England and Australia to meet in World Cup semi-finals

India’s win over Sri Lanka and South Africa’s Old Trafford win means rivals meet in semis

Andile Phehlukwayo and Dwaine Pretorius of South Africa celebrate the last wicket and their win at Old Trafford. Photograph: Getty Images

Andile Phehlukwayo and Dwaine Pretorius of South Africa celebrate the last wicket and their win at Old Trafford. Photograph: Getty Images

 

Prolific opener David Warner smashed a brilliant 122 but could not claim victory for Australia as they slipped to a 10-run defeat to South Africa in their Cricket World Cup clash at Old Trafford on Saturday, leaving them facing a semi-final against England.

The result allowed India to take over at the top of the round-robin table at the end of the first stage, meaning Australia will battle the host nation at Edgbaston on Thursday, while the Indians meet New Zealand at Old Trafford on Tuesday.

Already-eliminated South Africa chose to bat and a century from captain Faf du Plessis took them to 325 for six in their 50 overs, a total boosted by Rassie van der Dussen’s well-constructed 95.

Australia were in trouble early in their innings and a hamstring injury to number three batsman Usman Khawaja saw him retire hurt, and put the rest of his tournament in jeopardy, but they rallied magnificently before being bowled out for 315 with one ball remaining.

South Africa have been poor with the bat in the tournament but found form on an excellent wicket for stroke-making and posted their highest total of the World Cup.

Du Plessis followed up his unbeaten 96 against Sri Lanka last time out with another controlled innings of 100 from 94 balls.

He put on 151 for the third wicket with Van der Dussen, who was caught on the boundary in the last delivery of the innings as he chased his maiden ODI ton.

Australia lost captain Aaron Finch (3) in the third over of their reply and were in further trouble when Khawaja hobbled off with the score on 20.

Steve Smith (7) was trapped leg before wicket by Dwaine Pretorius (2-27), before wicketkeeper Quinton de Kock effected a brilliant run-out of Marcus Stoinis (22) with a flick behind his back and then took a superb catch to remove Glenn Maxwell (12).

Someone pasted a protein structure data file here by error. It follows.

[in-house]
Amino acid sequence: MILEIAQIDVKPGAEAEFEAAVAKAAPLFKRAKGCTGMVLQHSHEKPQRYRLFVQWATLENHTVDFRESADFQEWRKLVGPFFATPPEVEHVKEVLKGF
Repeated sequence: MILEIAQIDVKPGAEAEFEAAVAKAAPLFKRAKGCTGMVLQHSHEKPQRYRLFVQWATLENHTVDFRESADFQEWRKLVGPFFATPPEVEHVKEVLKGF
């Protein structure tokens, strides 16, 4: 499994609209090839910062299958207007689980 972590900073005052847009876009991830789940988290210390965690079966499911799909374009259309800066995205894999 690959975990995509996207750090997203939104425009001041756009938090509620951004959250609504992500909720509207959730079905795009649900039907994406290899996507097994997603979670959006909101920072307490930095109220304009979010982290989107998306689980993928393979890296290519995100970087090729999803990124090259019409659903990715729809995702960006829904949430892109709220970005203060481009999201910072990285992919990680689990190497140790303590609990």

At that stage Australia were reeling at 119 for four, but Warner continued to score at a run a ball and got to his 17th ODI hundred with fours off successive deliveries.

He put on a brilliant 108 in 90 balls for the sixth wicket with the excellent Alex Carey (85 from 69 balls) to keep Australia in the hunt but miscued a Pretorius delivery and was superbly caught by a diving Chris Morris at mid-on.

A hobbling Khawaja (18) returned to the wicket late in the innings but, with his movement restricted, was bowled by seamer Kagiso Rabada (3-56).

Earlier Rohit Sharma became the first player to make five centuries in a single World Cup and his opening partner KL Rahul also struck a fluent century as India crushed Sri Lanka by seven wickets in their final group match at Headingley on Saturday.

India had already qualified for the last four and will finish top of the standings after Australia lost to South Africa in their last group match.

Rohit Sharma made another century as India beat Sri Lanka at Headingley. Photograph: Nathan Stirk/Getty
Rohit Sharma made another century as India beat Sri Lanka at Headingley. Photograph: Nathan Stirk/Getty

Sri Lanka, who failed to reach the semi-finals, slumped to 55-4 in the 12th over before Angelo Mathews smashed his first century in nearly two years to help them to a respectable 264-7.

Rohit and Rahul made a mincemeat of the Sri Lankan attack to add 189 runs, the highest opening stand at this World Cup, which effectively settled the match.

Captain Virat Kohli made 34 not out as India romped home with 39 balls to spare for their seventh win in nine matches.

Sri Lanka pace spearhead Lasith Malinga completed figures of 1-82 in his final World Cup match.

The Irish Times Logo
Commenting on The Irish Times has changed. To comment you must now be an Irish Times subscriber.
SUBSCRIBE
GO BACK
Error Image
The account details entered are not currently associated with an Irish Times subscription. Please subscribe to sign in to comment.
Comment Sign In

Forgot password?
The Irish Times Logo
Thank you
You should receive instructions for resetting your password. When you have reset your password, you can Sign In.
The Irish Times Logo
Please choose a screen name. This name will appear beside any comments you post. Your screen name should follow the standards set out in our community standards.
Screen Name Selection

Hello

Please choose a screen name. This name will appear beside any comments you post. Your screen name should follow the standards set out in our community standards.

The Irish Times Logo
Commenting on The Irish Times has changed. To comment you must now be an Irish Times subscriber.
SUBSCRIBE
Forgot Password
Please enter your email address so we can send you a link to reset your password.

Sign In

Your Comments
We reserve the right to remove any content at any time from this Community, including without limitation if it violates the Community Standards. We ask that you report content that you in good faith believe violates the above rules by clicking the Flag link next to the offending comment or by filling out this form. New comments are only accepted for 3 days from the date of publication.